I've been avoiding 3D simply because of the lack of support (IE9 and Opera do not support 3D - see this site for the current support matrix). However, for fun, I decided to try it out and see how it works. From a UI perspective, the carousel pattern seems to be a good place to use 3D. As I was looking for examples, I found this site which has an implementation.
As I looked over the code, I noted several things:
- The order of the transform is important. The wrong order will cause elements to align in unexpected places.
perspectivestyle will affect the look of the 3D effect. Most likely, setting it on a container and using
transform-style: preserve-3dwill be desirable.
transform-origincan make it a lot easier to rotate elements in 3D space.
In my sandbox, I created a test to tinker with the different 3D styles to see how they worked. The basic setup is to create a wrapper DIV which will have the
perspectivestyle set to some value between 200px and 1000px. Each child DIV will then use
transform-style: preserve-3dto inherit the perspective. Additionally, the
transform-originis set so all transforms occur relative to the center of the element but behind the element (by default it is -100px behind each element). Once all the elements have a common transform point established, a rotation transform is applied on one of the DIVs on a specific axis. In this example, the "outer" DIV is rotated around the x-axis, the "inner" DIV is rotated around the z-axis, and the "box" DIVs are rotated around the y-axis.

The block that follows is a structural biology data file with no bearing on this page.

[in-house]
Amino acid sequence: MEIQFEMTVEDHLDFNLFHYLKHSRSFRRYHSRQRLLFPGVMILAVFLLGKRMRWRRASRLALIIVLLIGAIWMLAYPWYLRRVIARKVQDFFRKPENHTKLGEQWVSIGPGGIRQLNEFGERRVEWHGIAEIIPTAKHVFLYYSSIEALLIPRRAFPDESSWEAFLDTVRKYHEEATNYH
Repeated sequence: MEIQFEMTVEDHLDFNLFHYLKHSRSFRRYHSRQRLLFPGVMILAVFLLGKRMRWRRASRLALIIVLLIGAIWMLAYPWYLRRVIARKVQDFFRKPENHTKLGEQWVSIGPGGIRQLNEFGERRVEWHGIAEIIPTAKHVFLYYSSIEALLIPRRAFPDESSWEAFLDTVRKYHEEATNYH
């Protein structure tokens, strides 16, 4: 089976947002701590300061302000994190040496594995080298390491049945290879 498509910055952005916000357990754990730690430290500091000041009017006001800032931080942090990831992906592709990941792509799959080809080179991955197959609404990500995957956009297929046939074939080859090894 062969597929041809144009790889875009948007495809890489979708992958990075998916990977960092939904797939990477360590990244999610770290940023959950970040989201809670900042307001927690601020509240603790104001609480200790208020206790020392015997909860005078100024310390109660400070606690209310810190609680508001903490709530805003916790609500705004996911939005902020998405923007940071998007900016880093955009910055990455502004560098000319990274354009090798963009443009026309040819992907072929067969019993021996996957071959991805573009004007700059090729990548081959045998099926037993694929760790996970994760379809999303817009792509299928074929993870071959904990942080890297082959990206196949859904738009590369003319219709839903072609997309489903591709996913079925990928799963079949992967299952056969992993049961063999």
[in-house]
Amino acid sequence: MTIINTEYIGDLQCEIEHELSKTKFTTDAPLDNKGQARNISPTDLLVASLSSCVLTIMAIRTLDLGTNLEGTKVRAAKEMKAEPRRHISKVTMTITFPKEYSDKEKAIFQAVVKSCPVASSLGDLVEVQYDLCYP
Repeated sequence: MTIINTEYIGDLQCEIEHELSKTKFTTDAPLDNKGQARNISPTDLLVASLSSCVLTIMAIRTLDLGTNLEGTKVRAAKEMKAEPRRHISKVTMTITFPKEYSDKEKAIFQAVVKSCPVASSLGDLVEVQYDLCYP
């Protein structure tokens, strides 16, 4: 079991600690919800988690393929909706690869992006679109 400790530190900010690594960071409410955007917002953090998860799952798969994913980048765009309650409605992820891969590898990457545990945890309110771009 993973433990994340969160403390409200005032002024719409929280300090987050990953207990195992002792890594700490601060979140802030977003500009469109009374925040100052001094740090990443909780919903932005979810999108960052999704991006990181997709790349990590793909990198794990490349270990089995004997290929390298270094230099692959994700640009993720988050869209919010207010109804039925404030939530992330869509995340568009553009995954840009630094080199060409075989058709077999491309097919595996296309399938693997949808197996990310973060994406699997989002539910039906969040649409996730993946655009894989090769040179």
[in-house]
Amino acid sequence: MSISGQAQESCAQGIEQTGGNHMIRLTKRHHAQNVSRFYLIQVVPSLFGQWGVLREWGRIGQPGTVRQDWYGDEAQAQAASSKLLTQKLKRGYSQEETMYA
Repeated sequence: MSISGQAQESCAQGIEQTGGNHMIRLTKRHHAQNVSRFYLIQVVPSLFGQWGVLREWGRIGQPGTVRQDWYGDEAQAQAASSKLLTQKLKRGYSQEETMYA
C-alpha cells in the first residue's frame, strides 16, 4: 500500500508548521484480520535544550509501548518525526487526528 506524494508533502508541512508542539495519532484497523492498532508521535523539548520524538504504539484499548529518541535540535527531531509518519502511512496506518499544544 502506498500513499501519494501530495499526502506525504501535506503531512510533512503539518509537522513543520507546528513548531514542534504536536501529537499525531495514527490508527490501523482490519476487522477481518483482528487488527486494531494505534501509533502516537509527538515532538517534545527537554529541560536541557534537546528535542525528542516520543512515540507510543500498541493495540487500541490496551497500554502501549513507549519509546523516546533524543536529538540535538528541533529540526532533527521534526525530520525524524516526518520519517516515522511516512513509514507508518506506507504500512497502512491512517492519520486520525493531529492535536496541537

The result enables rotating all the elements around the established point of origin on the different axises. There are probably different ways to achieve the same result. The carousel example I linked to above translated the elements on the z-axis to position them properly in space. I prefer using the
transform-originstyle since the browser does the math for me and makes the code much simpler write and maintain.
While probably not something to use extensively, 3D transforms certainly can add some nice transition effects. If its used appropriately, the transitions could degrade well enough that users visiting with browsers that do not support 3D will still be able to access content. This might require some creative coding or even browser support checks. However, over time, the features will become mainstream and enable a whole new dimension to page design.